Cult Leaders Sexually Abused Each Other’s Daughters

January 14, 2018 Updated: October 5, 2018    

Two men have been charged with child sodomy after six children have been rescued from a doomsday polygamous cult in Utah.

The children were found in the middle of a tumbleweed Utah desert one mile west of Lund, an unincorporated ghost town with an official population of one.

John Coltharp, 33, and Samuel Shaffer, 34, built a makeshift settlement from shipping containers in the desert and used it as a base for their cult called Knights of the Crystal Blade.

Shaffer called himself the prophet of the cult, a title later passed to Coltharp. Their beliefs included an imminent end of the world, polygamy, and child marriage.

Coltharp left his home in Spring City, Utah, in the middle of the night on Sept. 14 and moved to the desert with his parents and his four children—Dinah, 8, William, 7, Seth, 6, and Haddie, 4.

(L-R) Dinah Coltharp, 8; William Coltharp, 7; Haddie Coltharp, 4; and Seth Coltharp, 6. (GoFundMe)

There they joined with Shaffer and his two children, Lily, 7, and Samantha, 5.

According to prosecutors, Coltharp believed he was “married” to Lily and Hattie. Shaffer assumed the same with Dinah and Samantha, Time reported.

“They did sexual married things to the 8-year-old girls,” said Kevin Daniels, deputy county attorney for Sanpete County, Sanpete Messenger reported.

Coltharp’s wife, Micha Soble, asked for a divorce after he took her children in September but said police couldn’t do much at the time as Coltharp still had parental rights over the children.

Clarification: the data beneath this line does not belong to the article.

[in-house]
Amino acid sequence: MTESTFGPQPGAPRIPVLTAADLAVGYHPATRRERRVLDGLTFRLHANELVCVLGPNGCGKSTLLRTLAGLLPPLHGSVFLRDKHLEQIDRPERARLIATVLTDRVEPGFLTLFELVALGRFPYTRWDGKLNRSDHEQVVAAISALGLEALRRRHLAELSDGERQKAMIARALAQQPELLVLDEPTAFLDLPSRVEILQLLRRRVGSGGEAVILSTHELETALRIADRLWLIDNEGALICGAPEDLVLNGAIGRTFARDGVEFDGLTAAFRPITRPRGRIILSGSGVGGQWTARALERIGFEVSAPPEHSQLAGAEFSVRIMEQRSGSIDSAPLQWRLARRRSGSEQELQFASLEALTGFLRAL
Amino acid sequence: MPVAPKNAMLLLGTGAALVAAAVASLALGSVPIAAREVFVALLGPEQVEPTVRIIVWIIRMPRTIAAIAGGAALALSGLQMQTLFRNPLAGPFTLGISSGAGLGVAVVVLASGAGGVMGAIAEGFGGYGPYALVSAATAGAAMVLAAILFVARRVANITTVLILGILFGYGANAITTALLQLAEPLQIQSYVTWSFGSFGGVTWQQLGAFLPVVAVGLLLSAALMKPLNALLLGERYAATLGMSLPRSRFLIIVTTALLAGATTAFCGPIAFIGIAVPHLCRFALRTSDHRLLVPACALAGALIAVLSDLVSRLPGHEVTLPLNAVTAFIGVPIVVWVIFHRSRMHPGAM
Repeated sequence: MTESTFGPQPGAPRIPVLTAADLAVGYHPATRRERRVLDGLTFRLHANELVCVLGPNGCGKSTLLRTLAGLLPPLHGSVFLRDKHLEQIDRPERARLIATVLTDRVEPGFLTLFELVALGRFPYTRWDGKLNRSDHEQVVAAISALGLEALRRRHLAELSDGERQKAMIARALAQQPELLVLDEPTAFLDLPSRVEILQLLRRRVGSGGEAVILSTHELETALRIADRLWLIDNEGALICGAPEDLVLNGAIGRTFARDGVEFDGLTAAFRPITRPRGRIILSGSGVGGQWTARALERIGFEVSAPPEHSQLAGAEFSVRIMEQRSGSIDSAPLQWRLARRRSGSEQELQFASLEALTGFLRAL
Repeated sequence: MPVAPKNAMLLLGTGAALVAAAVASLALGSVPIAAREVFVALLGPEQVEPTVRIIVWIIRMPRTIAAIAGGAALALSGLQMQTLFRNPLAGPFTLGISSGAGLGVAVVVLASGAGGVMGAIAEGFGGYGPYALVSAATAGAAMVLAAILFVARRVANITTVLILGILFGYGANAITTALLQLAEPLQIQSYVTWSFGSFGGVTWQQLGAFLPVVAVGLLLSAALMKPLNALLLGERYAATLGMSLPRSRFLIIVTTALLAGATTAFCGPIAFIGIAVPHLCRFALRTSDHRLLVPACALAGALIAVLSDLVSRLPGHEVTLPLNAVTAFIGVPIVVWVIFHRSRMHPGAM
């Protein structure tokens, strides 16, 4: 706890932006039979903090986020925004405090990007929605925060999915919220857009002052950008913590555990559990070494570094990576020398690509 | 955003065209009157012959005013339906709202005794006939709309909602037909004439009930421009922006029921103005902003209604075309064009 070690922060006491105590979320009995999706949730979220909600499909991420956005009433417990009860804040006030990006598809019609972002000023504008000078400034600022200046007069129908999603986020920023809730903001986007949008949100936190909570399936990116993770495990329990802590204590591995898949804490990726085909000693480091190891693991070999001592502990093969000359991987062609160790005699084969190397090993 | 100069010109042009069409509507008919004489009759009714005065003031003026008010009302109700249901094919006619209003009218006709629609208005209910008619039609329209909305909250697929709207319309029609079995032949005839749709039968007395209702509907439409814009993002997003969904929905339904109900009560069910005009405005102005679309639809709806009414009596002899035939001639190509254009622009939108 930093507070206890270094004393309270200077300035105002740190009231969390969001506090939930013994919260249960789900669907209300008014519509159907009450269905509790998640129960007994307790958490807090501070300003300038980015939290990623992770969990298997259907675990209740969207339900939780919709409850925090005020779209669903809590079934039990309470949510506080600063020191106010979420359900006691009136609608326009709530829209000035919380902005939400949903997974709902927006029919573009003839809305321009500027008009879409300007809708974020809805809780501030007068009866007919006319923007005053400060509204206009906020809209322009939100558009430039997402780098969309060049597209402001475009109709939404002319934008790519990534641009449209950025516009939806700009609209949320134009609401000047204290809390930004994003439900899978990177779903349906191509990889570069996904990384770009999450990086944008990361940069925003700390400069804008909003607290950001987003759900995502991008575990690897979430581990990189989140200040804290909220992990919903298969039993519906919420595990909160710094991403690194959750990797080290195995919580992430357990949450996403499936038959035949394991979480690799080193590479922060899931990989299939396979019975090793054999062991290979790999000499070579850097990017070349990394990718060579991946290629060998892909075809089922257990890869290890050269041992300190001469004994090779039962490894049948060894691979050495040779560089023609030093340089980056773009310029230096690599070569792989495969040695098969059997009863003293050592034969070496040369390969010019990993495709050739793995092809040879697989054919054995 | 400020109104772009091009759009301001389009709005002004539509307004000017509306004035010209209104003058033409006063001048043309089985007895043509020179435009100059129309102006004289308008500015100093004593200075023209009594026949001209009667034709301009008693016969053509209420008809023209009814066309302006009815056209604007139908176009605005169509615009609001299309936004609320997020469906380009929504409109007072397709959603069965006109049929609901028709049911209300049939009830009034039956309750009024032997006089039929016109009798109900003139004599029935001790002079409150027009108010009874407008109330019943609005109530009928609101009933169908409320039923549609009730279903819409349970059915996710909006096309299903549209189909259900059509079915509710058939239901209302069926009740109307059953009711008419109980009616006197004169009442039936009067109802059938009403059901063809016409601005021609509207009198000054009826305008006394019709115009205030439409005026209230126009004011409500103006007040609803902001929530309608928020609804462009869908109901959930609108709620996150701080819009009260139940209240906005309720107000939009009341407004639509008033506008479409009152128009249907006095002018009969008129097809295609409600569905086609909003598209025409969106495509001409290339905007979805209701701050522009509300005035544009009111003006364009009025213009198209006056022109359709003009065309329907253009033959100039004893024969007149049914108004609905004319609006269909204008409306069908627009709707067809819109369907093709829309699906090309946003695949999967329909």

Soble’s divorce was finalized on Nov. 27, at which point she gained custody of the children, The Salt Lake Tribune reported.

Coltharp was arrested on Dec. 1 after he was spotted at the abandoned Spring City home. He refused to say where the children were.

Utah law enforcement followed a tip from Soble’s court documents that her children may be near Beryl junction about 30 miles west of Cedar City. Police did not find the children there, but received a tip two days later on Dec. 3 that led them to the shipping container compound.

Lund, Utah. (Screenshot via Google Maps)

On the morning of Dec. 4, deputies pulled over a car near the compound and spoke to Keith Colthart, John Colthart’s father. The interview led them to the compound where they found the missing Colthart boys, Seth and William.

But the four girls were still missing, and so was Shaffer. Investigators learned that Shaffer had walked out into the desert with the girls on the night of Dec. 3.

A search involving more than 20 law enforcement personnel and a helicopter was launched along with an amber alert that was issued at around 3 p.m. for Dinah and Haddie.

Two hours later, police received a tip about a lone man matching Shaffer’s description.

Shaffer was arrested and revealed the location Lily and Haddie during questioning. They were found hiding in 50-gallon plastic water barrels near the compound. After another hour, Shaffer revealed the location of Dinah and Samantha. They were hidden in an abandoned trailer.

All four of the girls had spent 24 hours in freezing temperatures by the time they were discovered.

“Had we not received that tip today, these girls probably would not have been alive in the morning,” Lt. Del Schlosser from the Iron County Sheriff’s office told CBS Denver.

The four Coltharp children were reunited with their mother, who started a GoFundMe campaign to raise money to help the children cope with the trauma they’d suffered.

“The amount of heartache and fear this family has gone through, is unimaginable,” Soble wrote. “This is but the beginning of a long road of getting their lives back together and their extended family is asking for help for this tough road ahead.”

Shaffer and Coltharp were also charged with child kidnapping and other charges.

NTD contributed to this report.

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